Linda Giangreco – RESILIENT A.F.: Stories of Resilience


The diary of a stupid new girl.

It was my sixth elementary school in five years in three different Southern California towns by the age of 9. I’m not sure how I wound up in this one, but I knew I felt differently about it, not in a good way. It was the third day of the week, Wednesday, and I knew what that meant: the dreaded reading circle.

Five tables of five children each meant to provide a public display of their reading expertise aloud to the entire classroom, one by one. One paragraph each.

The experience of physical and mental terror that ran through my entire body every Wednesday at noon at the lunch table was palpable. Any packed lunch in my pink metal Barbie lunchbox became inedible and nauseating no matter how much love it was packed with.

My expectation of what was coming next, amplified by my consistent inability to focus and be in the present moment, was made even worse than the usual terrifying things, like being the only new kid in class again and akin to my parents arguing and threatening and throwing accusations like cars flying by on a fast California freeway.

The bell rang, and I hesitated, basically frozen on the cold Formica cafeteria bench. Palms sweating, not wanting to be ushered out by the lunch monitor, I picked up my thermos, placed it in my lunchbox, and then dumped its entire contents into the trash and slowly walked to get into the line to enter my fourth-grade classroom. It would be the fifth thermos my parents would have to replace by mid-year.

Good fortune did look down on me, though. Situated alphabetically, the young boy who sat immediately next to me, Gregg, with two “Gs,” he announced to me,  was an excellent reader. Whether he took pity on me or he was just a sweet-hearted boy (I would find out later in high school when we became close friends, that it was the latter), he helped me to try to get the words right by whispering them to me when he sensed I was struggling and continued even when the teacher admonished him for it.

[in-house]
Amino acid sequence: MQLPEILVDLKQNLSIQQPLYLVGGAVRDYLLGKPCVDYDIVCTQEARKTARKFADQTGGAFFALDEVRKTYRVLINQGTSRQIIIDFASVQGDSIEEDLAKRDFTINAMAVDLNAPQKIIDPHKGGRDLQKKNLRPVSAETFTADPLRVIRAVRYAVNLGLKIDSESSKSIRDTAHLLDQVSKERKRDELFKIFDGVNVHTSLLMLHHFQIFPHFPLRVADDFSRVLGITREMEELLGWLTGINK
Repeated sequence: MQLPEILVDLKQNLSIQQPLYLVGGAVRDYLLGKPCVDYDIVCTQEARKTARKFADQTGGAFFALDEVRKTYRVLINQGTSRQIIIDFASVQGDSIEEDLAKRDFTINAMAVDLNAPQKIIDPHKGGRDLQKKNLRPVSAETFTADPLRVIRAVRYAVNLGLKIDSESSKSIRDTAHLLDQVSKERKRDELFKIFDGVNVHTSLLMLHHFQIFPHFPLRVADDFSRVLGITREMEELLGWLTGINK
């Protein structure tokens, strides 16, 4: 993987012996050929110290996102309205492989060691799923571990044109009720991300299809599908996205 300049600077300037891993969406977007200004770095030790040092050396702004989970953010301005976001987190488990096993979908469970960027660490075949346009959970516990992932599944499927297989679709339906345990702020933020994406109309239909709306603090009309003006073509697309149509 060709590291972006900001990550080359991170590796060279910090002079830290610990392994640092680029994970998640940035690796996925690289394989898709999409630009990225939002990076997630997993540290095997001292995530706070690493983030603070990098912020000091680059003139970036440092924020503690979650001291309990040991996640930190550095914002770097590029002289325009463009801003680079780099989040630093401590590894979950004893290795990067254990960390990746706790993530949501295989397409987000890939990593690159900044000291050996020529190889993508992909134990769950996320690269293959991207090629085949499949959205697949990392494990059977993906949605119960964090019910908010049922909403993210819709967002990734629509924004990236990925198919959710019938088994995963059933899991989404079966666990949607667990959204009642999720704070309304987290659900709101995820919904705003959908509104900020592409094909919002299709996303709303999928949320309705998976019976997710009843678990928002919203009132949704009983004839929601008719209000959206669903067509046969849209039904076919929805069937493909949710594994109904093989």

By the end of the school year, things were not much better.

The oddly intoxicating scent of freshly pumped gasoline from the back seat of my folks T-bird didn’t make the drive back and forth between Palm Springs and LA to my grandmother‘s home any less arduous. It was done every other week once my grandfather had passed. One of the tasks my parents gave me was to attempt to read the sun-bleached billboards that dotted the side of the freeway.

I would sound the words out carefully, but I could not connect the letters to the sounds and the sounds to all the grammatical rules I had been taught from the various schools I attended. Each attempt to connect the dots seemed to end in disappointment until one entirely too long trip back home. Approaching the offramp that would lead them into Palm Springs and away from any remaining faded signage, I gave it one more chance. I attempted to reread a billboard that I had tried to read fifty times before as they sped by, pronouncing each word to myself quietly from the back seat:

PALl-um sp-ringsS-Pā

Pallmm Springs S-p-ahhh, I said a bit louder. Palm Springs Spa, I said (having no idea what spa meant), then cautiously and confidently said it again so my parents could hear, “Palm Springs Spa!” My mom and stepdad mouthed each word with me as I repeated it. My stepdad was truly giddy, and my mom was thrilled. “You did it, you did it, they said, and I exclaimed, “I can! I can read, I can read, I can read!

From that point forward, the reading floodgates opened. Slowly, I moved on to reading books that were more interesting to me. I tried to teach myself the languages of all the places I wanted to go and read recipes for all the treats I wanted to make. I became a voracious reader, not necessarily a great student, but a really good cook: Ya win some, ya lose some. I did become a successful entrepreneur in various types of businesses, and they say people have genius for what they are passionate about. I was passionate about many things, especially never being considered the stupid new girl in school again. Reading meant I had access to everything I could imagine and everything I couldn’t. 

I never gave up trying to read. It meant I would be “normal, “ fit in, and be accepted by my new peers. It would mean I wasn’t stupid and a disappointment to my family. Basically, it was everything. 

My initial inability to read was a function of a learning difference that, at the time, went undiagnosed. I learn differently and understand things deeply. You may have found yourself struggling in areas of your life that others seemingly breeze through. Please give yourself the grace of remembering that we are each unique humans with ‘unique to us’ gifts to bring to our families and the world at large. 

Your struggles make you hungry for access to the things you think your weak spots keep you from, but those same inabilities are actually your Super Powers. They call you forth to be creative, try harder, and bring your successes to fruition because you never ever give up. 

Are you ready to share your story of RESILIENCE? You can do that HERE.